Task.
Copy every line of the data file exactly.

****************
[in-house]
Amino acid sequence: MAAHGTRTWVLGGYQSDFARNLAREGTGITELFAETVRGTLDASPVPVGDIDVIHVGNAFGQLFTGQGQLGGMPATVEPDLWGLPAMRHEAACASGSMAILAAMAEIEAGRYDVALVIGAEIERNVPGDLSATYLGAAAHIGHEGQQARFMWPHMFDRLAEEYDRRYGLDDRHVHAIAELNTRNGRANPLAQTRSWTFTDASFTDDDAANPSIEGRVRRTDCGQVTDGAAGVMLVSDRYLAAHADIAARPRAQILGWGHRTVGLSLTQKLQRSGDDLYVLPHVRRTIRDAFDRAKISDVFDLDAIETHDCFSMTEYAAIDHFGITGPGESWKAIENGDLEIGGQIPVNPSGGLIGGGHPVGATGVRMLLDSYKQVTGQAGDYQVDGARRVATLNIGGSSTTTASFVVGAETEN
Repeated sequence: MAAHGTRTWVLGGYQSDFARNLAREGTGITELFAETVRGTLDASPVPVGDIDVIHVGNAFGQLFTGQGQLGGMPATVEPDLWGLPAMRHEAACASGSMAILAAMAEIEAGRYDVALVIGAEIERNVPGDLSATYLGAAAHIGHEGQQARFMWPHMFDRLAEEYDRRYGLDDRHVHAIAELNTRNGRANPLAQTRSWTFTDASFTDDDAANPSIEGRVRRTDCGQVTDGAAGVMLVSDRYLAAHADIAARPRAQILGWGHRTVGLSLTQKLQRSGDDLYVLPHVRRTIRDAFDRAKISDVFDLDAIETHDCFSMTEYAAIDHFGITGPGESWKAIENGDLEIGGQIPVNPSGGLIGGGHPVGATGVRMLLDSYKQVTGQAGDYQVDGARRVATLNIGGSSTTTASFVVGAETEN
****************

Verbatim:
[in-house]
Amino acid sequence: MAAHGTRTWVLGGYQSDFARNLAREGTGITELFAETVRGTLDASPVPVGDIDVIHVGNAFGQLFTGQGQLGGMPATVEPDLWGLPAMRHEAACASGSMAILAAMAEIEAGRYDVALVIGAEIERNVPGDLSATYLGAAAHIGHEGQQARFMWPHMFDRLAEEYDRRYGLDDRHVHAIAELNTRNGRANPLAQTRSWTFTDASFTDDDAANPSIEGRVRRTDCGQVTDGAAGVMLVSDRYLAAHADIAARPRAQILGWGHRTVGLSLTQKLQRSGDDLYVLPHVRRTIRDAFDRAKISDVFDLDAIETHDCFSMTEYAAIDHFGITGPGESWKAIENGDLEIGGQIPVNPSGGLIGGGHPVGATGVRMLLDSYKQVTGQAGDYQVDGARRVATLNIGGSSTTTASFVVGAETEN
Repeated sequence: MAAHGTRTWVLGGYQSDFARNLAREGTGITELFAETVRGTLDASPVPVGDIDVIHVGNAFGQLFTGQGQLGGMPATVEPDLWGLPAMRHEAACASGSMAILAAMAEIEAGRYDVALVIGAEIERNVPGDLSATYLGAAAHIGHEGQQARFMWPHMFDRLAEEYDRRYGLDDRHVHAIAELNTRNGRANPLAQTRSWTFTDASFTDDDAANPSIEGRVRRTDCGQVTDGAAGVMLVSDRYLAAHADIAARPRAQILGWGHRTVGLSLTQKLQRSGDDLYVLPHVRRTIRDAFDRAKISDVFDLDAIETHDCFSMTEYAAIDHFGITGPGESWKAIENGDLEIGGQIPVNPSGGLIGGGHPVGATGVRMLLDSYKQVTGQAGDYQVDGARRVATLNIGGSSTTTASFVVGAETEN